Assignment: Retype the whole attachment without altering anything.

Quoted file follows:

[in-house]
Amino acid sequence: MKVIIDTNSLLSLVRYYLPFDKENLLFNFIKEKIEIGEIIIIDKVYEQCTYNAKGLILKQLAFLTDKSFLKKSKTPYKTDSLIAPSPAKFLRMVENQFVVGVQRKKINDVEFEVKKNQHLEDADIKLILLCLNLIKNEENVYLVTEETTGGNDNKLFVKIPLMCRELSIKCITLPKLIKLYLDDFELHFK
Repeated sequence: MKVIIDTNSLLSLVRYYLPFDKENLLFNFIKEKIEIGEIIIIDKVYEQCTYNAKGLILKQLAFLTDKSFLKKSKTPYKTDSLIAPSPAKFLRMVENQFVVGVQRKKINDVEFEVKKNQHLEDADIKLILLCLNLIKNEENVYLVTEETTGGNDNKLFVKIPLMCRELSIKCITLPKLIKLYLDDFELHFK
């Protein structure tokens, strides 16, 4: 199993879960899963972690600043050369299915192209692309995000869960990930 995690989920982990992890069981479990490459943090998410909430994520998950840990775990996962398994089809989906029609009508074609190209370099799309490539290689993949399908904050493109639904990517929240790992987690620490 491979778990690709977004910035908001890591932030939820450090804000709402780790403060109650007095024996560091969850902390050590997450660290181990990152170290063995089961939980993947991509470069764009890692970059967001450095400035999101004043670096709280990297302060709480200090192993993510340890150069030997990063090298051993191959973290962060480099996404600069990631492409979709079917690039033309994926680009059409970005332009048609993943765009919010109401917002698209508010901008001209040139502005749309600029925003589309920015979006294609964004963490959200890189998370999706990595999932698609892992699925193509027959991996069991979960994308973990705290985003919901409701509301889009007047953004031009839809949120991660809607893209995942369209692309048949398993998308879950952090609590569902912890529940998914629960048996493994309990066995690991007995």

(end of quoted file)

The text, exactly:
[in-house]
Amino acid sequence: MKVIIDTNSLLSLVRYYLPFDKENLLFNFIKEKIEIGEIIIIDKVYEQCTYNAKGLILKQLAFLTDKSFLKKSKTPYKTDSLIAPSPAKFLRMVENQFVVGVQRKKINDVEFEVKKNQHLEDADIKLILLCLNLIKNEENVYLVTEETTGGNDNKLFVKIPLMCRELSIKCITLPKLIKLYLDDFELHFK
Repeated sequence: MKVIIDTNSLLSLVRYYLPFDKENLLFNFIKEKIEIGEIIIIDKVYEQCTYNAKGLILKQLAFLTDKSFLKKSKTPYKTDSLIAPSPAKFLRMVENQFVVGVQRKKINDVEFEVKKNQHLEDADIKLILLCLNLIKNEENVYLVTEETTGGNDNKLFVKIPLMCRELSIKCITLPKLIKLYLDDFELHFK
């Protein structure tokens, strides 16, 4: 199993879960899963972690600043050369299915192209692309995000869960990930 995690989920982990992890069981479990490459943090998410909430994520998950840990775990996962398994089809989906029609009508074609190209370099799309490539290689993949399908904050493109639904990517929240790992987690620490 491979778990690709977004910035908001890591932030939820450090804000709402780790403060109650007095024996560091969850902390050590997450660290181990990152170290063995089961939980993947991509470069764009890692970059967001450095400035999101004043670096709280990297302060709480200090192993993510340890150069030997990063090298051993191959973290962060480099996404600069990631492409979709079917690039033309994926680009059409970005332009048609993943765009919010109401917002698209508010901008001209040139502005749309600029925003589309920015979006294609964004963490959200890189998370999706990595999932698609892992699925193509027959991996069991979960994308973990705290985003919901409701509301889009007047953004031009839809949120991660809607893209995942369209692309048949398993998308879950952090609590569902912890529940998914629960048996493994309990066995690991007995």